Posted: 04 Apr 2012 10:55 PM PDT
NEW YORK, NY.- Christie's New York announced further highlights of its upcoming Evening Sale of Impressionist and Modern Art on May 1. In keeping with collector demand for blue-chip works of the period offered fresh-to-the market from private collections, Christie's specialists have assembled a superb selection of paintings, sculpture and works on paper by the major artists of the era, including Pablo Picasso, Henri Matisse, Alberto Giacometti, Claude Monet, Salvador Dali, Joan Miró and Henry Moore, among others. The complete sale of 32 works is expected to realize in excess of $100 million. As was previously announced, the star lot of the sale is a rediscovered study for Card Players, Paul Cézanne's seminal masterpiece series of the modern period (estimate: $15-20 million). The meticulously preserved watercolor was last seen in public in 1953 and was assumed lost until its rediscovery this spring in the private collection of the late Dr. Heinz F. Eichenwald, a prominent physician and collector based in Texas.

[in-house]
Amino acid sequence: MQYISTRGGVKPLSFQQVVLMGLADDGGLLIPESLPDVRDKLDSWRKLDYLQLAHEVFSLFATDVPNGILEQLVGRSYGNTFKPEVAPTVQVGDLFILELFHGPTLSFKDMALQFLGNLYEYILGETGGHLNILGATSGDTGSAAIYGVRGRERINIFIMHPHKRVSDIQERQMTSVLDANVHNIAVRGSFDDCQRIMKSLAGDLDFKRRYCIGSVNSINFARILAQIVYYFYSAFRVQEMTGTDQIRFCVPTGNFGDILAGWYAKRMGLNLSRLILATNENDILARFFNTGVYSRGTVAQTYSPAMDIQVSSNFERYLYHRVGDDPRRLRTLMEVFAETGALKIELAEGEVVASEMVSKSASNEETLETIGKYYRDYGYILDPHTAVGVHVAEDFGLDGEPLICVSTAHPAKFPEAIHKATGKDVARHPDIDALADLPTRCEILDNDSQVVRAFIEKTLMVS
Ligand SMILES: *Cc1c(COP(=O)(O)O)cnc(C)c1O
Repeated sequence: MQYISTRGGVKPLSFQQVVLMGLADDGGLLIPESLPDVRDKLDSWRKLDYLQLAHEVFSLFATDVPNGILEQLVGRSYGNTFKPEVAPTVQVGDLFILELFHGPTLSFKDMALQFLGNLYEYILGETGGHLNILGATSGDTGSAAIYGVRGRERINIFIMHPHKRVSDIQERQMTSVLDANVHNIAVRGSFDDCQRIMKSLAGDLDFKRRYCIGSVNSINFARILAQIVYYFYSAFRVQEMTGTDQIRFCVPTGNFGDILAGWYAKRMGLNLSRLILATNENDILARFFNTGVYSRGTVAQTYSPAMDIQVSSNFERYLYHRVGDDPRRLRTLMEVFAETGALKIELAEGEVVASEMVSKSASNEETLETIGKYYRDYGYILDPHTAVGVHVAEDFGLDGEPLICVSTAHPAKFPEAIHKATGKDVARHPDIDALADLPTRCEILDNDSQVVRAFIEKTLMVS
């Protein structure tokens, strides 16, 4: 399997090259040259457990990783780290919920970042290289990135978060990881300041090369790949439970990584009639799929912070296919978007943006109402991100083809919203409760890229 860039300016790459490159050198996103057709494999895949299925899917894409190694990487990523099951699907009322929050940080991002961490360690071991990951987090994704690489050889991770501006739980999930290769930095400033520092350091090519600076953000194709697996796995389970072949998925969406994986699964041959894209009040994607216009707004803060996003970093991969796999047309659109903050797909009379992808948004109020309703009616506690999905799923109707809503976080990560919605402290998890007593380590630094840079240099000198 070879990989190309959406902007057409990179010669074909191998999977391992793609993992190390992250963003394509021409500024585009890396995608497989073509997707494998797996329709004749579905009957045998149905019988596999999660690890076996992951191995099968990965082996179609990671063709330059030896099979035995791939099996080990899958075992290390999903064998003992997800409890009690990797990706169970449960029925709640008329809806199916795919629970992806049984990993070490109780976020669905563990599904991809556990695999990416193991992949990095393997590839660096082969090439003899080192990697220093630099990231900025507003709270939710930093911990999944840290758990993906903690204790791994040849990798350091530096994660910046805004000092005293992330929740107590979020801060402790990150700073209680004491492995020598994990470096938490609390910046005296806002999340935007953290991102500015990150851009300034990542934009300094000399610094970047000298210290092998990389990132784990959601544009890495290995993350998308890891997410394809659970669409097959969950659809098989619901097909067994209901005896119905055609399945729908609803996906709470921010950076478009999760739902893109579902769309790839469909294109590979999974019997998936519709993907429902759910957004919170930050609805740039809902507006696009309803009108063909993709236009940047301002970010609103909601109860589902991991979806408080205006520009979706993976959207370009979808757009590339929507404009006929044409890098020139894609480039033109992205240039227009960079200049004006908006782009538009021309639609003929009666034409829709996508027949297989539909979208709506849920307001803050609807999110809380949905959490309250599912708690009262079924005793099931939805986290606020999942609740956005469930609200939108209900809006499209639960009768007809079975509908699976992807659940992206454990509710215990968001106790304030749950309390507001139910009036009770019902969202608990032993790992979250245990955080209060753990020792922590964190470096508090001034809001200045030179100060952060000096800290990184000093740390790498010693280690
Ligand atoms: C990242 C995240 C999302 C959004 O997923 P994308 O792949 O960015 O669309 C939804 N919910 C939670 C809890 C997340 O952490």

Posted: 04 Apr 2012 10:44 PM PDT
Dallas, Texas.- The fourth annual Dallas Art Fair, presented by Ruinart Champagne, will return April 12th through April 15th to the Fashion Industry Gallery (f.i.g) located at 1807 Ross Avenue – adjacent to the Dallas Museum of Art in Dallas' dynamic downtown Arts District. This year's fair will showcase over 70 international and national galleries, featuring works by more than 400 modern and contemporary artists. The Dallas Art Fair launches on April 12th with an exclusive preview gala that benefits the Dallas Contemporary and Nasher Sculpture Center. The gala offers patrons and Dallas' top collectors the opportunity to preview and purchase exhibited works prior to the public opening of the fair.